Date of Award


Document Type


Degree Name

Doctor of Education (EdD)

First Advisor

Louisa Kramer-Vida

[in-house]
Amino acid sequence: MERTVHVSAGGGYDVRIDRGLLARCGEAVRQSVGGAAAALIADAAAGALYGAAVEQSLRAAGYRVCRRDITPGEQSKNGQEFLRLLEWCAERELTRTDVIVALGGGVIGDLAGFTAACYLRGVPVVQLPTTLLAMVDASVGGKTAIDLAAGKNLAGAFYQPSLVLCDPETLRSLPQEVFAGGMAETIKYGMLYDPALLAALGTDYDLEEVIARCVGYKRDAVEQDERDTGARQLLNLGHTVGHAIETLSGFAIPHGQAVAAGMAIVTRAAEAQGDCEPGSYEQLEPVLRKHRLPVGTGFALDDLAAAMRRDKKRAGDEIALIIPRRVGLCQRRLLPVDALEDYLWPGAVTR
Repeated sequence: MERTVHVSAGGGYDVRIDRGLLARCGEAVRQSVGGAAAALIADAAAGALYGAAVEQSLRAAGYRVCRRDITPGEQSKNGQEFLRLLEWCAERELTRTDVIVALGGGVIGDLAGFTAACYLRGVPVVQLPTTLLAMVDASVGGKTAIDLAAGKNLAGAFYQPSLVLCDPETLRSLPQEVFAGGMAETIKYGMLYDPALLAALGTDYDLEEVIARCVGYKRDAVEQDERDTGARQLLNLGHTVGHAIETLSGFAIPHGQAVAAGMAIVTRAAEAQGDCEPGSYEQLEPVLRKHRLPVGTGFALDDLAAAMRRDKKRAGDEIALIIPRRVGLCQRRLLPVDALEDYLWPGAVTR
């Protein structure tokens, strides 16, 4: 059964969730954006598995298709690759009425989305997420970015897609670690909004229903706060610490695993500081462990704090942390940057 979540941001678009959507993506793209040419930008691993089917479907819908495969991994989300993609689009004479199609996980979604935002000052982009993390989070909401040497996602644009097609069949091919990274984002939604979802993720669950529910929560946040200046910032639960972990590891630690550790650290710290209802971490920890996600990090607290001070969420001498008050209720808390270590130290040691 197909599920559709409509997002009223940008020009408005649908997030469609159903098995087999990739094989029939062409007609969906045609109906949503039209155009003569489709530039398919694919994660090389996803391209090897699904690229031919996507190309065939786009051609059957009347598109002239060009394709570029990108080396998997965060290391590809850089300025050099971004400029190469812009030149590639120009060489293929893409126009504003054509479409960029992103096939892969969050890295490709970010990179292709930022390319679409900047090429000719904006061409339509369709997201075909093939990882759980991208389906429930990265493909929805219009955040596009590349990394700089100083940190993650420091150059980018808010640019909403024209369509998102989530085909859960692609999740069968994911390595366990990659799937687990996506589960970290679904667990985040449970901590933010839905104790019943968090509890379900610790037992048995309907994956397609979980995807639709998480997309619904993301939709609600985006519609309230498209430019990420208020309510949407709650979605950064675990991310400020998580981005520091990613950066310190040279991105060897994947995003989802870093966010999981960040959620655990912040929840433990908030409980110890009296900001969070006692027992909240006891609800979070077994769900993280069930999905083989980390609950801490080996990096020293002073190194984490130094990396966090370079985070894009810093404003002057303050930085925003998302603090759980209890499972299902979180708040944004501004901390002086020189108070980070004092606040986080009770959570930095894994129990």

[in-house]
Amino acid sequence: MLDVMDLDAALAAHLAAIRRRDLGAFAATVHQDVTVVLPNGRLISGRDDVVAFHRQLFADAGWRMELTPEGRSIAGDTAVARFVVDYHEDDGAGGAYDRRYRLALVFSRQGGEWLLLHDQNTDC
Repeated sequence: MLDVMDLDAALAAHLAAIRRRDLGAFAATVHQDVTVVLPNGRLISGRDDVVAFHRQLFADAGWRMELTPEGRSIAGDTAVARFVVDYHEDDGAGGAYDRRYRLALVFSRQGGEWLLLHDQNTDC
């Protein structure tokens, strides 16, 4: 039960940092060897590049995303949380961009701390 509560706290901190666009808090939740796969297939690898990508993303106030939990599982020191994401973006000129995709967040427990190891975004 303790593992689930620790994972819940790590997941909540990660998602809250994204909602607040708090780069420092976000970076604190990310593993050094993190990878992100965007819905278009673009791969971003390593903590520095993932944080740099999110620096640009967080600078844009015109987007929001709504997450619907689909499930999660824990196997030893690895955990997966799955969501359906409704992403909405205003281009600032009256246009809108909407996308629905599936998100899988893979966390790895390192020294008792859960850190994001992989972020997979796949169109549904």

Because of the substantial gap between the performance of African American and European American students, there was a critical need to study and understand issues that may contribute to the amelioration of this achievement gap. Therefore, the aim of this study was to understand the cultural sensitivity of elementary and middle school teachers in the New York City Public Schools. This study attempted to uncover attitudes that teachers hold about teaching and learning for African American students, potentially helping to close the achievement gap. This study utilized an exploratory approach to investigate teachers’ attitudes toward culturally sensitive teaching for African-Americans. The research questions that guided this study were: 1) How do teachers perceive their preparedness for teaching African American students? 2) Do race and ethnicity play a role in the attitudes teachers hold about African American students? 3) How cognizant are teachers of issues that affect African American students? and 4) Are teachers addressing the needs of African American students with their curriculum and instruction? The findings from this study revealed whether teachers’ attitudes and beliefs were indicative of cultural sensitivity or indicative of cultural destructiveness for Black students.